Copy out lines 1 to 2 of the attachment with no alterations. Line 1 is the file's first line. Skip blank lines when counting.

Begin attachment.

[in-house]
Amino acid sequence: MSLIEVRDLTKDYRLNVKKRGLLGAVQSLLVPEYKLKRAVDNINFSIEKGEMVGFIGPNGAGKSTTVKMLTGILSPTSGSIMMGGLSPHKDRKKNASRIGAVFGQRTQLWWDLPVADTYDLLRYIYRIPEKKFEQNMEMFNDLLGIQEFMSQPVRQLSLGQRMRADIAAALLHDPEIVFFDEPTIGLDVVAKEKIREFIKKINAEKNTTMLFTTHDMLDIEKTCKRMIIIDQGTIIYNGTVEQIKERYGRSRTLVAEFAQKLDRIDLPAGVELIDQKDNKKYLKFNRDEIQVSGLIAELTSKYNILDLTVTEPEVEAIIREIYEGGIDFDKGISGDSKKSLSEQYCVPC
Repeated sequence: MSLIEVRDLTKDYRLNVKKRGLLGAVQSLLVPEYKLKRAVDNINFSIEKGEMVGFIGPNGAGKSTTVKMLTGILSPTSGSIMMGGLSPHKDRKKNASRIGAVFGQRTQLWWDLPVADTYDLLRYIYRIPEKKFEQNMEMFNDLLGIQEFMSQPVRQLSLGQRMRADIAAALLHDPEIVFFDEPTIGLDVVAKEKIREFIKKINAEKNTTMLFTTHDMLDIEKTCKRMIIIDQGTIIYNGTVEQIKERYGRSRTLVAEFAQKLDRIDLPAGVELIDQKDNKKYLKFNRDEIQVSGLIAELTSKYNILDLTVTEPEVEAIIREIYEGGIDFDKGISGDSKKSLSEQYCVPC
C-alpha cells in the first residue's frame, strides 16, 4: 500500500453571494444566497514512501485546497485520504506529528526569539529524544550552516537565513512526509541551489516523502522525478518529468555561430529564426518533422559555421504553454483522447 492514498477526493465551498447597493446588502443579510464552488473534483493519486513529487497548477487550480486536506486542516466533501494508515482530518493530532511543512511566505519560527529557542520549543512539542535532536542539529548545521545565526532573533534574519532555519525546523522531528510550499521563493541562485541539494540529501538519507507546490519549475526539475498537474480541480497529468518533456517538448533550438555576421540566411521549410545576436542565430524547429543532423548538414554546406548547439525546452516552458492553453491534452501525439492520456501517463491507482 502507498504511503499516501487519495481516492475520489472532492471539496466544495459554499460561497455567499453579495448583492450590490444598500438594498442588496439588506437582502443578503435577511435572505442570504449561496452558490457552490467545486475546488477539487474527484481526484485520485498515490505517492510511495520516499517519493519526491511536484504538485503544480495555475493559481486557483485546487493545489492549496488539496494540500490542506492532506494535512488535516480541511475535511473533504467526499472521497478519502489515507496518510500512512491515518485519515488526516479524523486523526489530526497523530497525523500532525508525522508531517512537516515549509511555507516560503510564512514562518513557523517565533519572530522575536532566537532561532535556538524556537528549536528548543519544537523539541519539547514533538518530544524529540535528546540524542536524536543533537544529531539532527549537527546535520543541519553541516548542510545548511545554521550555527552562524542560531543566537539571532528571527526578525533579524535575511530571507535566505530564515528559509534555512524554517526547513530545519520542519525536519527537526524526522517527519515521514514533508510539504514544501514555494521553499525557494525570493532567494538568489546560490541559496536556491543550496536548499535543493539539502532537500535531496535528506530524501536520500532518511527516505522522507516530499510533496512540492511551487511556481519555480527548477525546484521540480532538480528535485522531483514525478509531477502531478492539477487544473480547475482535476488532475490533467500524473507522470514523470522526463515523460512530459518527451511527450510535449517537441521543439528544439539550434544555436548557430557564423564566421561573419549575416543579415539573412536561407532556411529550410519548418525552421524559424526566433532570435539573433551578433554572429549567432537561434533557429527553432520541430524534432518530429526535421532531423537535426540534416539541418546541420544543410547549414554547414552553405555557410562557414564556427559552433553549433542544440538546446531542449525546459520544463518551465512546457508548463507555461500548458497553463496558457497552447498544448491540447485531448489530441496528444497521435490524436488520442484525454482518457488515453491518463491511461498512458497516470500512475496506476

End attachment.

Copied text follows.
[in-house]
Amino acid sequence: MSLIEVRDLTKDYRLNVKKRGLLGAVQSLLVPEYKLKRAVDNINFSIEKGEMVGFIGPNGAGKSTTVKMLTGILSPTSGSIMMGGLSPHKDRKKNASRIGAVFGQRTQLWWDLPVADTYDLLRYIYRIPEKKFEQNMEMFNDLLGIQEFMSQPVRQLSLGQRMRADIAAALLHDPEIVFFDEPTIGLDVVAKEKIREFIKKINAEKNTTMLFTTHDMLDIEKTCKRMIIIDQGTIIYNGTVEQIKERYGRSRTLVAEFAQKLDRIDLPAGVELIDQKDNKKYLKFNRDEIQVSGLIAELTSKYNILDLTVTEPEVEAIIREIYEGGIDFDKGISGDSKKSLSEQYCVPC